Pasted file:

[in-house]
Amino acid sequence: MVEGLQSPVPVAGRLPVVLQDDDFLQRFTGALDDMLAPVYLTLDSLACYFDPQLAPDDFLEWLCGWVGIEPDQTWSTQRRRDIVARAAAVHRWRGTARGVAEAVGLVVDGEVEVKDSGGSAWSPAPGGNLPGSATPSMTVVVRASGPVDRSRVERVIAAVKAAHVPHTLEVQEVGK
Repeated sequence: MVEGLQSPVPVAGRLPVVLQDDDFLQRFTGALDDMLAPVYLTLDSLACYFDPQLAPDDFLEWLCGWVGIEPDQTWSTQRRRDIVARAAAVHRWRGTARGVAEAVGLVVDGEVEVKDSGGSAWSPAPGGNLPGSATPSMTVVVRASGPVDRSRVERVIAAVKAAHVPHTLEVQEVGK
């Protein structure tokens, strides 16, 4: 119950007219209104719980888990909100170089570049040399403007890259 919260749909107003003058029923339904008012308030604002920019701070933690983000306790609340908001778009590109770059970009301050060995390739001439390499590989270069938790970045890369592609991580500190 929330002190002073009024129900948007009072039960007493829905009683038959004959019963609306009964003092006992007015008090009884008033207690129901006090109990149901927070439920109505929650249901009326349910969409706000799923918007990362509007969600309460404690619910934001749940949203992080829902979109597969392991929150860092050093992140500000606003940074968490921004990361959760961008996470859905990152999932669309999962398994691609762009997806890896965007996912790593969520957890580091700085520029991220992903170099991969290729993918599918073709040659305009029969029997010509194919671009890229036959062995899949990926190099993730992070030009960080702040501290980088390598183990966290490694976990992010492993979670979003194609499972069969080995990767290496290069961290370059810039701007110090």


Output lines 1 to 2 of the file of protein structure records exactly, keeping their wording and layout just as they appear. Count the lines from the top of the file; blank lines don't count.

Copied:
[in-house]
Amino acid sequence: MVEGLQSPVPVAGRLPVVLQDDDFLQRFTGALDDMLAPVYLTLDSLACYFDPQLAPDDFLEWLCGWVGIEPDQTWSTQRRRDIVARAAAVHRWRGTARGVAEAVGLVVDGEVEVKDSGGSAWSPAPGGNLPGSATPSMTVVVRASGPVDRSRVERVIAAVKAAHVPHTLEVQEVGK